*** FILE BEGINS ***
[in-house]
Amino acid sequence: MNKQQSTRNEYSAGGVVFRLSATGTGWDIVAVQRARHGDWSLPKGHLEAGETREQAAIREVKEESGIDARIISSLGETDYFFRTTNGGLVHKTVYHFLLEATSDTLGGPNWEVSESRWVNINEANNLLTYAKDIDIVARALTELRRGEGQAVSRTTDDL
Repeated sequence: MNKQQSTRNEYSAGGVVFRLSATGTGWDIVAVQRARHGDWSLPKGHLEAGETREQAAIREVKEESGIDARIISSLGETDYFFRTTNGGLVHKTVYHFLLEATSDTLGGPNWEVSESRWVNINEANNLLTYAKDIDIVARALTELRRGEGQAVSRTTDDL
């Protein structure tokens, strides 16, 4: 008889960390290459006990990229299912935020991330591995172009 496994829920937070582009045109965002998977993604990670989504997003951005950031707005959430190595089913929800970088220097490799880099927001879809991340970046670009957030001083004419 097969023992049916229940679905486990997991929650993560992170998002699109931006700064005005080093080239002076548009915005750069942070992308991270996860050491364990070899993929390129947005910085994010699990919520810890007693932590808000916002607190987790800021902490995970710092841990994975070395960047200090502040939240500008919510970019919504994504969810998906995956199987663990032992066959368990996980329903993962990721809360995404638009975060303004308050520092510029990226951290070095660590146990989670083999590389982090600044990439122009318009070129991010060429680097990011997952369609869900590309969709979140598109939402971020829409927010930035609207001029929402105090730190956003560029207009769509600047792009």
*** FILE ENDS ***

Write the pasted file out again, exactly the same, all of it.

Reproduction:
[in-house]
Amino acid sequence: MNKQQSTRNEYSAGGVVFRLSATGTGWDIVAVQRARHGDWSLPKGHLEAGETREQAAIREVKEESGIDARIISSLGETDYFFRTTNGGLVHKTVYHFLLEATSDTLGGPNWEVSESRWVNINEANNLLTYAKDIDIVARALTELRRGEGQAVSRTTDDL
Repeated sequence: MNKQQSTRNEYSAGGVVFRLSATGTGWDIVAVQRARHGDWSLPKGHLEAGETREQAAIREVKEESGIDARIISSLGETDYFFRTTNGGLVHKTVYHFLLEATSDTLGGPNWEVSESRWVNINEANNLLTYAKDIDIVARALTELRRGEGQAVSRTTDDL
């Protein structure tokens, strides 16, 4: 008889960390290459006990990229299912935020991330591995172009 496994829920937070582009045109965002998977993604990670989504997003951005950031707005959430190595089913929800970088220097490799880099927001879809991340970046670009957030001083004419 097969023992049916229940679905486990997991929650993560992170998002699109931006700064005005080093080239002076548009915005750069942070992308991270996860050491364990070899993929390129947005910085994010699990919520810890007693932590808000916002607190987790800021902490995970710092841990994975070395960047200090502040939240500008919510970019919504994504969810998906995956199987663990032992066959368990996980329903993962990721809360995404638009975060303004308050520092510029990226951290070095660590146990989670083999590389982090600044990439122009318009070129991010060429680097990011997952369609869900590309969709979140598109939402971020829409927010930035609207001029929402105090730190956003560029207009769509600047792009």